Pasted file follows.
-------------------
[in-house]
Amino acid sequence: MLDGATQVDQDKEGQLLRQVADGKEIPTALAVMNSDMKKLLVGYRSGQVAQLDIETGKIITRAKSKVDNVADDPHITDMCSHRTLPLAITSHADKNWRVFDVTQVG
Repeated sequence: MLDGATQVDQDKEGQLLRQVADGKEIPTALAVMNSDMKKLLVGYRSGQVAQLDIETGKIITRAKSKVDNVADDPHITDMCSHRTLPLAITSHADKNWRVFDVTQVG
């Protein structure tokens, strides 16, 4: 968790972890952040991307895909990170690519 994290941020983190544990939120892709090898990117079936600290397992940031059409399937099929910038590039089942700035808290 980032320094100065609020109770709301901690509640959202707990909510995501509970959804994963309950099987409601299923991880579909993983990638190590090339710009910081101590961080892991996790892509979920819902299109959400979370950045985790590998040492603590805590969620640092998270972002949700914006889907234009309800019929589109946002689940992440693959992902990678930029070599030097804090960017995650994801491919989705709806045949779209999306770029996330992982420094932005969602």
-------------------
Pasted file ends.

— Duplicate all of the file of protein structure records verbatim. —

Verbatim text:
[in-house]
Amino acid sequence: MLDGATQVDQDKEGQLLRQVADGKEIPTALAVMNSDMKKLLVGYRSGQVAQLDIETGKIITRAKSKVDNVADDPHITDMCSHRTLPLAITSHADKNWRVFDVTQVG
Repeated sequence: MLDGATQVDQDKEGQLLRQVADGKEIPTALAVMNSDMKKLLVGYRSGQVAQLDIETGKIITRAKSKVDNVADDPHITDMCSHRTLPLAITSHADKNWRVFDVTQVG
């Protein structure tokens, strides 16, 4: 968790972890952040991307895909990170690519 994290941020983190544990939120892709090898990117079936600290397992940031059409399937099929910038590039089942700035808290 980032320094100065609020109770709301901690509640959202707990909510995501509970959804994963309950099987409601299923991880579909993983990638190590090339710009910081101590961080892991996790892509979920819902299109959400979370950045985790590998040492603590805590969620640092998270972002949700914006889907234009309800019929589109946002689940992440693959992902990678930029070599030097804090960017995650994801491919989705709806045949779209999306770029996330992982420094932005969602």